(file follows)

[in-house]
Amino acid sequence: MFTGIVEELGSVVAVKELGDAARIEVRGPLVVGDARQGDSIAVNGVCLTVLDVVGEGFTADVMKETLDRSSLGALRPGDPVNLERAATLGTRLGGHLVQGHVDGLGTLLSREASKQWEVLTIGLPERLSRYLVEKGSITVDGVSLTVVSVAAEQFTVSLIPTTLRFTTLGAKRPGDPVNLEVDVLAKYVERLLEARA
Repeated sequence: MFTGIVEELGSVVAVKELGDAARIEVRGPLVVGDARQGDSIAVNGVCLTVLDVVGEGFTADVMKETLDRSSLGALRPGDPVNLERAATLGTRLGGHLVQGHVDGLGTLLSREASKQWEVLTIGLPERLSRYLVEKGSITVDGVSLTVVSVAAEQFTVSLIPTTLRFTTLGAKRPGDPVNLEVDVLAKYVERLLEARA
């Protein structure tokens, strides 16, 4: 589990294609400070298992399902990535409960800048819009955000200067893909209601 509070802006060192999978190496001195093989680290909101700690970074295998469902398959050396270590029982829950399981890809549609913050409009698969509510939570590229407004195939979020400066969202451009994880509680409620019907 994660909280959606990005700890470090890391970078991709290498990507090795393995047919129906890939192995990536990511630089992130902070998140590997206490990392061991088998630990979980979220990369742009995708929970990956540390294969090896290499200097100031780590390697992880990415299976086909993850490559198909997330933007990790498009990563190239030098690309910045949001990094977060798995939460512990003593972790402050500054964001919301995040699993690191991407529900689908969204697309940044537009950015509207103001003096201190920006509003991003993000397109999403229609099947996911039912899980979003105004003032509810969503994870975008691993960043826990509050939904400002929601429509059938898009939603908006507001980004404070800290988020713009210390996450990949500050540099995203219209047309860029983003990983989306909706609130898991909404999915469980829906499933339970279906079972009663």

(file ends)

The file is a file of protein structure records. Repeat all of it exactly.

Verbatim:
[in-house]
Amino acid sequence: MFTGIVEELGSVVAVKELGDAARIEVRGPLVVGDARQGDSIAVNGVCLTVLDVVGEGFTADVMKETLDRSSLGALRPGDPVNLERAATLGTRLGGHLVQGHVDGLGTLLSREASKQWEVLTIGLPERLSRYLVEKGSITVDGVSLTVVSVAAEQFTVSLIPTTLRFTTLGAKRPGDPVNLEVDVLAKYVERLLEARA
Repeated sequence: MFTGIVEELGSVVAVKELGDAARIEVRGPLVVGDARQGDSIAVNGVCLTVLDVVGEGFTADVMKETLDRSSLGALRPGDPVNLERAATLGTRLGGHLVQGHVDGLGTLLSREASKQWEVLTIGLPERLSRYLVEKGSITVDGVSLTVVSVAAEQFTVSLIPTTLRFTTLGAKRPGDPVNLEVDVLAKYVERLLEARA
């Protein structure tokens, strides 16, 4: 589990294609400070298992399902990535409960800048819009955000200067893909209601 509070802006060192999978190496001195093989680290909101700690970074295998469902398959050396270590029982829950399981890809549609913050409009698969509510939570590229407004195939979020400066969202451009994880509680409620019907 994660909280959606990005700890470090890391970078991709290498990507090795393995047919129906890939192995990536990511630089992130902070998140590997206490990392061991088998630990979980979220990369742009995708929970990956540390294969090896290499200097100031780590390697992880990415299976086909993850490559198909997330933007990790498009990563190239030098690309910045949001990094977060798995939460512990003593972790402050500054964001919301995040699993690191991407529900689908969204697309940044537009950015509207103001003096201190920006509003991003993000397109999403229609099947996911039912899980979003105004003032509810969503994870975008691993960043826990509050939904400002929601429509059938898009939603908006507001980004404070800290988020713009210390996450990949500050540099995203219209047309860029983003990983989306909706609130898991909404999915469980829906499933339970279906079972009663």